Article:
|Project by ferstler||posted 485 days ago||1903 views||14 times favorited||14 comments|
Some time back, I wrote a construction piece on two “cylinder-style” subwoofers that are now installed in my main music room. The article can be found at:
These units work very well, but even after I finished them I swapped out the Dayton Titanic drivers for Dayton Reference drivers. The Titanics were not quite right when it came to handling very low bass (pipe organ) and the Reference versions, although less potent in terms of maximum output, were cleaner down in the 20-25 Hz range. That room is strictly for music, with no home-theater abilities.
The question now was: what would I do with the two Titanic drivers? Solution, make two more subs for use in my home-theater in another part of the house. The Titanics are better at head-banging action-movie sound than much of the competition, and there is no need in there to go below 25 Hz. The result can be seen here, with each unit located in a room corner, flanking three bookcases I built recently out of a mix of redwood and mdf. A piece about the building of the bookcases can be found at:
The redwood was obtained from a friend of mine who had been using it for shelving purchased way back in 1980. He sold me 260 feet, at a buck a foot, and he still has another 600 feet that I may buy into down the line.
Note that the spacing between the two taller bookcases is more than wide enough to handle that 56-inch TV monitor, because down the line I hope to replace it with a 70 incher. The wife will have to agree with this first, of course.
Anyway, the new subs are 57 inches tall (the earlier ones in the music room were 68 inches), with the main functioning body made of a Sonotube concrete post mold 14 inches in diameter and 48 inches long. This adds up to about 4 cubic feet and the 4-inch diameter port tube at the bottom is sized to give the subs tuning at 22-23 Hz. (The bigger subs in the main room, with an interior displacement of 5 cubic feet, tune at about 18 Hz.) While the sizes are different, the main difference is that I used that recycled redwood for the top and bottom sections instead of mdf.
This required more work, because the redwood boards were only 5.5 inches wide, and so I had to join them edge to edge to give me the diameters (16 inches) needed for the visible sections. For the joining work I used Kreg pocket screws, obviously located so that they would not interfere with the need to cut holes in the tops for the woofers and in the bottoms for the long port tubes and electrical binding post clips. The end of each Sonotube contains an mdf “plug” inserted into the opening with the top and bottom redwood caps glued (Elmer’s carpenter glue) and screwed to them. The plugs are secured in place at the tops and bottoms by screws and PL constructive adlhesive. The bottom plates attached to the Sonotubes are held away from the bottom plates by three 2-inch dowel sections with drilled out centers and screwed in place by bolts threaded into t-nuts fitted between the stacked redwood bottom plates. There has to be spacing down there for the downward-aimed port tube to “breathe.”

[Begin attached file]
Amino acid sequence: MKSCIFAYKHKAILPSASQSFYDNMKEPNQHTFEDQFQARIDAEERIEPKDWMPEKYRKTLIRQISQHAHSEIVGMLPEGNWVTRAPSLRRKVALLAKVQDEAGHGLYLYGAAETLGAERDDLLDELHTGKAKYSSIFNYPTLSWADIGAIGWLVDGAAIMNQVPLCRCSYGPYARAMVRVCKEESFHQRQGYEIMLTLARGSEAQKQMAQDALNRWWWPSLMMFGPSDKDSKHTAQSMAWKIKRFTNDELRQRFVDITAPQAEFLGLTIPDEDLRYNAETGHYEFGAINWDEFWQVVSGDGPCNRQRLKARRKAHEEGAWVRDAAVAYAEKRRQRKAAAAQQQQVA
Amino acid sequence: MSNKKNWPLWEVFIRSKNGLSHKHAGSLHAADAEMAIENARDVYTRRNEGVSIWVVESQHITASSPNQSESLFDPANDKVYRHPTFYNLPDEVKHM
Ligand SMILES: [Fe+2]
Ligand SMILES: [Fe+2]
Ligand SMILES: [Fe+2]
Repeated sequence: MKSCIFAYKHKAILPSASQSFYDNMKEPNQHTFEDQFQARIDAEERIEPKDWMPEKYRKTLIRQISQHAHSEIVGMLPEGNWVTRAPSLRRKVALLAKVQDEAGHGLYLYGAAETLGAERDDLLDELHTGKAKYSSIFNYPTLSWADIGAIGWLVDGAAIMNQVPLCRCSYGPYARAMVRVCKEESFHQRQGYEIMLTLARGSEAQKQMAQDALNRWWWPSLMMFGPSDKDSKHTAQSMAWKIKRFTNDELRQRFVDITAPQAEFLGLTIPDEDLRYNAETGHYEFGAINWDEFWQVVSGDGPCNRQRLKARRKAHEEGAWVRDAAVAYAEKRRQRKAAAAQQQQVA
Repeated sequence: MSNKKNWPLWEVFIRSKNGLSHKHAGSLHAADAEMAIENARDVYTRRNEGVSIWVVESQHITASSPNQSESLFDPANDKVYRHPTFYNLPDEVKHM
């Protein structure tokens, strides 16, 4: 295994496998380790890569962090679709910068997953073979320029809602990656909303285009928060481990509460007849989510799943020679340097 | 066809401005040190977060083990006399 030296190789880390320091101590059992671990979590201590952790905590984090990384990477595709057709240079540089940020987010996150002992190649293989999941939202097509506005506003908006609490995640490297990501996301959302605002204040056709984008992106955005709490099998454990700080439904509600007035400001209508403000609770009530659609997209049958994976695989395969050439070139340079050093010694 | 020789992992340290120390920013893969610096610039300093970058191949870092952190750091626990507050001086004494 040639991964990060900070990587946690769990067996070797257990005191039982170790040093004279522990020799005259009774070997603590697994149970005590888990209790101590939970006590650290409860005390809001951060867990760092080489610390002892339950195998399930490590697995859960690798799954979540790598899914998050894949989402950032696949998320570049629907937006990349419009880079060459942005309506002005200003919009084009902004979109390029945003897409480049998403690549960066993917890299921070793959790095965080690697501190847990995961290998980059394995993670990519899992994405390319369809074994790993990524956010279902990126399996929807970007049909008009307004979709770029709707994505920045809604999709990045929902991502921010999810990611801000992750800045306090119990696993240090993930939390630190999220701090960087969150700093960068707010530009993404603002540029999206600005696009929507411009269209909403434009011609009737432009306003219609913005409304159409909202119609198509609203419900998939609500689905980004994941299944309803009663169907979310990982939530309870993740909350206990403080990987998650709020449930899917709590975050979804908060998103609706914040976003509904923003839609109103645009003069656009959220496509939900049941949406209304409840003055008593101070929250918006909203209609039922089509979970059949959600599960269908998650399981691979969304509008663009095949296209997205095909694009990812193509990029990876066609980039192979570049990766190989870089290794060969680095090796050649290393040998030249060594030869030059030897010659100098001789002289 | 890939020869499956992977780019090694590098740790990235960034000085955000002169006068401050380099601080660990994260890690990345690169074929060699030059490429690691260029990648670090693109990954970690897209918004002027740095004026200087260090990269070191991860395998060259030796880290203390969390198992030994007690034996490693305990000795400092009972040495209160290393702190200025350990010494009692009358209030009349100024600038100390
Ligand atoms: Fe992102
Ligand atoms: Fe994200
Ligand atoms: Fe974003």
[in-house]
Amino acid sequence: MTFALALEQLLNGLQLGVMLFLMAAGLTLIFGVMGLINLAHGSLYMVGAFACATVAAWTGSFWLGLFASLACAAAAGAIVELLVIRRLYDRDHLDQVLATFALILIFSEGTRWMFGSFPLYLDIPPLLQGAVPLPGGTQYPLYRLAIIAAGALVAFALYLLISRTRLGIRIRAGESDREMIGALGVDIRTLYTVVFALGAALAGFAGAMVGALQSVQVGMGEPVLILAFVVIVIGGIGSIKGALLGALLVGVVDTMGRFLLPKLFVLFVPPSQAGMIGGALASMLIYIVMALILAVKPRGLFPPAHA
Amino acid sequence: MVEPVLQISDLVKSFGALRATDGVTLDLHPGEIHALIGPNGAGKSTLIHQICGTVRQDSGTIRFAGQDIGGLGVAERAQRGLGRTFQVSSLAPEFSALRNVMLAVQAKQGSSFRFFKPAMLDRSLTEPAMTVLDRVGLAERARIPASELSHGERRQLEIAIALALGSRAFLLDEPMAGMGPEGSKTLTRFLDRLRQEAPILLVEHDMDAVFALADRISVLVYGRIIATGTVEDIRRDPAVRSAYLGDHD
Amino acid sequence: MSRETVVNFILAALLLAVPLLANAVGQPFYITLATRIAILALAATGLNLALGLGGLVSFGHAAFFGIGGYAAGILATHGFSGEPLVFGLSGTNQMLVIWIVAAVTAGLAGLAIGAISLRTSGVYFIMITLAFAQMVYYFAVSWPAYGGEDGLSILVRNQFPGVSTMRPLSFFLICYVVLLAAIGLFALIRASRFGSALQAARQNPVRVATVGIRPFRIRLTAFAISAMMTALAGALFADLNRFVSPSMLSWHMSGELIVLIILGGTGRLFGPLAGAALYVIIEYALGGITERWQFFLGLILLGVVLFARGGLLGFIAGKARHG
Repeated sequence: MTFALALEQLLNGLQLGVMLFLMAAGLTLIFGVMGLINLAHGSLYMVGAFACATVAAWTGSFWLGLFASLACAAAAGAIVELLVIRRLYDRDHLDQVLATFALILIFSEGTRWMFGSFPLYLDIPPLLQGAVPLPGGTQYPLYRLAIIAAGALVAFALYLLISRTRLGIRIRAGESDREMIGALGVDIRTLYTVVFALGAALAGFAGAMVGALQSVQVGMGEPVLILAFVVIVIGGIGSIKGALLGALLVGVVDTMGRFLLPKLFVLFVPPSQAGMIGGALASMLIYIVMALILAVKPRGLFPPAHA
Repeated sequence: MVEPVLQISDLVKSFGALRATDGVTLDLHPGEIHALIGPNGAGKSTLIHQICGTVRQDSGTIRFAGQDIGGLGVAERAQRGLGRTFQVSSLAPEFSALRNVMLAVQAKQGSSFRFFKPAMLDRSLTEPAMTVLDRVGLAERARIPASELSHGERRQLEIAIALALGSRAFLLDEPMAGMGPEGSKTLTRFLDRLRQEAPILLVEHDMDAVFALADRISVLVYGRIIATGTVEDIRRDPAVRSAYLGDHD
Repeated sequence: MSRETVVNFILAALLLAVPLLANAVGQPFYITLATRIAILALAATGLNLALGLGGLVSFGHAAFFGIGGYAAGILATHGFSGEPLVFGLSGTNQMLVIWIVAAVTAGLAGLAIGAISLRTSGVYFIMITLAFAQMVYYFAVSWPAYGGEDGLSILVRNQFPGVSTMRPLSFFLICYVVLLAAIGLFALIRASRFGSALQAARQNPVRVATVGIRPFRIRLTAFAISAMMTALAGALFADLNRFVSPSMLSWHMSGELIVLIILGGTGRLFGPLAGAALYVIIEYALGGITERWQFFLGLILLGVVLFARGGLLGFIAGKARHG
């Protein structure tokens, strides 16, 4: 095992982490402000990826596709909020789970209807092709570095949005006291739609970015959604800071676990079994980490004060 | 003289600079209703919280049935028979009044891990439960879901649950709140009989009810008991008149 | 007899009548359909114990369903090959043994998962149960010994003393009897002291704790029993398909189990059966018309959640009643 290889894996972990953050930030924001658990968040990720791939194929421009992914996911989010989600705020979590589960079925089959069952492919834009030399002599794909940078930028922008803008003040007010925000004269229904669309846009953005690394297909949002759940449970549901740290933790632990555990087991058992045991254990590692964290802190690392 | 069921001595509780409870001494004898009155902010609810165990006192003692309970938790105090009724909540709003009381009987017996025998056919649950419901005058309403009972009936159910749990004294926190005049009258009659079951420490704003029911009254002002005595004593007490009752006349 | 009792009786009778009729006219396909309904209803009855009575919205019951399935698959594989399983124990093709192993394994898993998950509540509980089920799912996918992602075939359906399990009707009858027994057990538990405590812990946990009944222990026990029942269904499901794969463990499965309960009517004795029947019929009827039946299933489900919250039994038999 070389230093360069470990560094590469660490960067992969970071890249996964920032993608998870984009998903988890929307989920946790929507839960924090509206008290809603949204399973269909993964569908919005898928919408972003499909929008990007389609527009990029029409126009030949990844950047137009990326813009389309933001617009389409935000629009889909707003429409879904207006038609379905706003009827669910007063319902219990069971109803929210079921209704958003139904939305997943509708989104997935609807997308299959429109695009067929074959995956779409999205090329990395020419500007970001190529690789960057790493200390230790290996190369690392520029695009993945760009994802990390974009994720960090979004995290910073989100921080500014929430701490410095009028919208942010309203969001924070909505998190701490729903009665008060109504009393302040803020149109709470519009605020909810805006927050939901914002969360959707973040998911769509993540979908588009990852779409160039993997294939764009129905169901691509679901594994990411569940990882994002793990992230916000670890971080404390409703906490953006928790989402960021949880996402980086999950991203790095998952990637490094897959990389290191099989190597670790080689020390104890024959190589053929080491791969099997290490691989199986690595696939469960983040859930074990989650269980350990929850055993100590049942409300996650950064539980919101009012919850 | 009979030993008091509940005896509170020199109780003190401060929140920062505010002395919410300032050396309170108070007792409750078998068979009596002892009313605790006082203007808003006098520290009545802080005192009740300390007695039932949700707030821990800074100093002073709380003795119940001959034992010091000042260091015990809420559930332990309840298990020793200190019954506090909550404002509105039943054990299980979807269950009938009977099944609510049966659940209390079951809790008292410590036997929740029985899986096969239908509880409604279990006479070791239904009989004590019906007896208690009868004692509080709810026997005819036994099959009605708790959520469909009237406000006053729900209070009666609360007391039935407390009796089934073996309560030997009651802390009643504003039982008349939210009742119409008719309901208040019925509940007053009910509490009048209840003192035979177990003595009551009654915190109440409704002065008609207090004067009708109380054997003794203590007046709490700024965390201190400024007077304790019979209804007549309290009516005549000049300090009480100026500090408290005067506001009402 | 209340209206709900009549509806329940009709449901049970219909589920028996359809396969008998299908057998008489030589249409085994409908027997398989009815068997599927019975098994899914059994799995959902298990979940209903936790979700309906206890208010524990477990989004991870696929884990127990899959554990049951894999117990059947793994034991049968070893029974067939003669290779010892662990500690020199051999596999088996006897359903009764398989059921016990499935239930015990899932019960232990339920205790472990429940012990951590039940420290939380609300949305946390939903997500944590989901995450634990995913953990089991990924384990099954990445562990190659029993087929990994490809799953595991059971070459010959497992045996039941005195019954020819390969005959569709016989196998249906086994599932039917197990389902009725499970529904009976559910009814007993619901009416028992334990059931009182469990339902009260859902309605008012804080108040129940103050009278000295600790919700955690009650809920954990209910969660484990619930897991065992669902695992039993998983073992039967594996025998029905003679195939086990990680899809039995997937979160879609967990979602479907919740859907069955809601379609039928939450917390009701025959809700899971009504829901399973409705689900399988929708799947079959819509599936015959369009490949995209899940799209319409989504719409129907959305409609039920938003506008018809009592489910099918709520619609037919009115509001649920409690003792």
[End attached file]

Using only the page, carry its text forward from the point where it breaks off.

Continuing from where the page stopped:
On top, a thin redwood, driver-protecting plate is held off from the top Sonotube plate by three 2.75-inch dowels also drilled out, with machine screws tapped into t-nuts and with brass cap nuts on the very top. The upward-facing Titanic driver does not have interaction problems with that protective plate, because the spacing is not close enough to matter.
The cylinder interior is covered with .75-inch fiberglass batting (furnace-wrap) held in place with Scotch photo-mount spray-on glue.
Redwood has a natural red look, but to goose that a bit I stained the surfaces with Minwax red-oak stain (applied and removed quickly to keep things from getting too dark), and then the plates were given five coats of Minwax spray lacquer. The first three were high gloss, with the last two satin. Actually, I may go back and give the protective top plate a sixth coat, again with high gloss, which in this case may be better than satin. The plate is easy to remove and reinstall.
Each tube was painted flat black, and each is wrapped in conventional speaker grill cloth material. To cover up the ragged edges of the cloth at the top and bottom, a heavy felt band was wrapped around and secured in back with Gorilla tape. The backs of these subwoofers are not meant to be seen.
Sonotube is actually dense cardboard, 3/8-inch thick, and one would think that it was not particularly strong enough to make a subwoofer enclosure. However, remember that box-shaped subwoofers have walls that are trying to flex into a circular shape when strong bass notes happen. Sonotube is already circular and because it is obviously strong enough to hold a mass of wet concrete it is obviously not going to stretch when put under stress. The bottom plate, with the double redwood and mdf interior plug is 2 inches thick and the top plate is mostly filled up with a woofer driver, and so there is not much flexing going on with them. The result is an enclosure that is surprisingly inert. Companies like Hsu Research and SVS have used Sonotube material successfully in their subwoofer designs for years.
These two units are powered by the same stereo amp that I use to power the subwoofers in the main system: a 350-watt-per-channel Crown XLS1000 that I got from Parts Express for 300 bucks. A Hsu “Optimizer” equalizer adds some electronic bass boost below 35 Hz (subs like this begin to gradually roll off below that frequency), and the sub-EQ section of a Rane THX-44 equalizer is used to flatten some room modes between 90 and 30 Hz. The result is very good acoustic performance.